water to dilute it down. This is how much water to paint I start with then add
a tad more water once it is blended to a consistency.
When first trying this take a scrap piece of wood to see how
thin the color is, always remembering you can layer the colors to darken them
I used watered-down unbleached titanium paint over the face
before I began adding color. I only do this when painting Butternut wood as it
tends to darken even with no paint and a clear sealant. Once I’ve given the paint ample time to dry, I
began to add the watered-down red.
I paint over the whole facial area with the watered-down
red. I only do one layer in the beginning. I will add more down the road, but
not before I start adding some of the shadowing to the bags under the eyes.
For the shadowing on the eyes I mix dark blue, black, and white, and
as always it will be extremely watered-down.
Once the colors are mixed together it will look like a watered-down
bluish gray. Before applying each layer always make sure to mix the colors
together to get a strong consistency in color. I applied the color to the bags under the eyes and also the thin area
right underneath the eyebrows.
I then apply 2 to 3 layers of the watered-down red to the
cheek area and the tip of the nose. After all, Santa is flying around in the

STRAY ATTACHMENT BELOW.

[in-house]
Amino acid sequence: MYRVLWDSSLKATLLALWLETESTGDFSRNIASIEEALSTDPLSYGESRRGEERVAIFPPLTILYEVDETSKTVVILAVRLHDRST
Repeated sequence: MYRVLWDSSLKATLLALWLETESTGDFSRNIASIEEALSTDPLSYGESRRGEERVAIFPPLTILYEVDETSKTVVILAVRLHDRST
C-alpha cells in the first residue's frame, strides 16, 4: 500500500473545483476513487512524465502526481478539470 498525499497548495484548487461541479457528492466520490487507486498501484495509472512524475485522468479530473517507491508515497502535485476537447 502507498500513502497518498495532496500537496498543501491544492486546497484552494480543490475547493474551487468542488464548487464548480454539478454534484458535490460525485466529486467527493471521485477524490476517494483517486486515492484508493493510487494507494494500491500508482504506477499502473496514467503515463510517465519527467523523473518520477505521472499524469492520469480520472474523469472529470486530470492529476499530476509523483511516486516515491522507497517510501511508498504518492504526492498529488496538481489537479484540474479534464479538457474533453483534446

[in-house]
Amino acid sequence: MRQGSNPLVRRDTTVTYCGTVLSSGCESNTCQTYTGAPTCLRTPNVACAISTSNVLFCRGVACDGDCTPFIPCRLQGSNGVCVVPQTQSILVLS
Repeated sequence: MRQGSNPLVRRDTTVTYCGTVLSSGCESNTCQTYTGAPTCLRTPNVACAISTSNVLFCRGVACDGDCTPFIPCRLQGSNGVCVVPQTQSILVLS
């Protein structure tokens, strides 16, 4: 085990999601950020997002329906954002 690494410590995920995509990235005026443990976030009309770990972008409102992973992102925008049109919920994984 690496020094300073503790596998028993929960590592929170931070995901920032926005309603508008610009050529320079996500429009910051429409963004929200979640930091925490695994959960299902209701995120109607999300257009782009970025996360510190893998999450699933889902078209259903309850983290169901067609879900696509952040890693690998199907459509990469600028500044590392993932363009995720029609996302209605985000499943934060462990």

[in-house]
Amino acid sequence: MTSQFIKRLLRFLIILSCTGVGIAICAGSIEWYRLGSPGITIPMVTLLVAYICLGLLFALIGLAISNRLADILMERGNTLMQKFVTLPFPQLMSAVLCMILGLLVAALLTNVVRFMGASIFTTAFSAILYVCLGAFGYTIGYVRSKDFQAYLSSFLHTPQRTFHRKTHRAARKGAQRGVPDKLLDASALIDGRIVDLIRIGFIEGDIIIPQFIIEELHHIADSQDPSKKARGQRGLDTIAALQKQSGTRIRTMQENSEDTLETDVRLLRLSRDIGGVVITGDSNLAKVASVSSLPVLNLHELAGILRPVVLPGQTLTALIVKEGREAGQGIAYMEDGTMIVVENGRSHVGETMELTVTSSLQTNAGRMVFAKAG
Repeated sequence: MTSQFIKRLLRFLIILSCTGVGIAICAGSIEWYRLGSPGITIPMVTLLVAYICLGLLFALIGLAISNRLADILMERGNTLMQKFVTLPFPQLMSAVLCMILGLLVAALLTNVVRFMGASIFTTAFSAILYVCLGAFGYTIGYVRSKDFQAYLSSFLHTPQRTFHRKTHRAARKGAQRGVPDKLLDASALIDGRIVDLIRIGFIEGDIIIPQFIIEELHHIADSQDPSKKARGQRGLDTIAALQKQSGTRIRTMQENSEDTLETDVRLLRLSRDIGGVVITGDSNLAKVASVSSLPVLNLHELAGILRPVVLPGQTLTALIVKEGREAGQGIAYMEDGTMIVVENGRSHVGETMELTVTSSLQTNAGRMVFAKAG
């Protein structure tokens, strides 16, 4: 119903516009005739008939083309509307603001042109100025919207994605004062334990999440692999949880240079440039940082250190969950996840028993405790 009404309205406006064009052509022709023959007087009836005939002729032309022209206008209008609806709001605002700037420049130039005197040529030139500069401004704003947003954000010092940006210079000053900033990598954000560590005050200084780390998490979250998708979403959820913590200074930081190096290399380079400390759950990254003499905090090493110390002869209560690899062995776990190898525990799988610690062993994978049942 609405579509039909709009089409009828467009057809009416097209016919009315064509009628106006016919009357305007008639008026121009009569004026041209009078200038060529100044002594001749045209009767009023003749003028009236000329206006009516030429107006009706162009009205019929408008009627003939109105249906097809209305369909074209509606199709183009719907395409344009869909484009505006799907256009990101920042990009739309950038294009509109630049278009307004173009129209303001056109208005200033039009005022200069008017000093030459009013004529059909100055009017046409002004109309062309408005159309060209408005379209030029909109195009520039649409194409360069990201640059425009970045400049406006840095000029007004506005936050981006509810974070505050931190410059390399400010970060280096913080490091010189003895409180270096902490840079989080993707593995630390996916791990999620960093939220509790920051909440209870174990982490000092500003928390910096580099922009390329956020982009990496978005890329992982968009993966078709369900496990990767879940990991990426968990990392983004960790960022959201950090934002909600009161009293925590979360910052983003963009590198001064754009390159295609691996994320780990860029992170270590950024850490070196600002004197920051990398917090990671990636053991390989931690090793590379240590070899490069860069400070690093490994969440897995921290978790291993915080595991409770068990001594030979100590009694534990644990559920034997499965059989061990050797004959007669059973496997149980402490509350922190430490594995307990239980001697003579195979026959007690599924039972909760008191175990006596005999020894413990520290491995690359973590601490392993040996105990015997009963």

cold night air.
From this point it’s up to each carver to decide how dark
the bags under the eyes will be. The darker you want them the more layers of
color you will apply. The same is true for the cheek and nose area. Each layer
will strengthen the color. You can also add some of the red to the bags to
soften the contrast from the rest of the face. I don’t paint the lower lip
until after I have done the dry paint on the mustache and beard area.
So for a while now I have used 1" blocks for practicing facial features, I would usually carve a 6 inch piece and carve three faces in it. Then one day I thought why not do some painting as well and so I did. I then received a request to carve one for someone, nothing in particular just three different facial expressions and would I please do the partial paint as one I had previously shared on a carving page.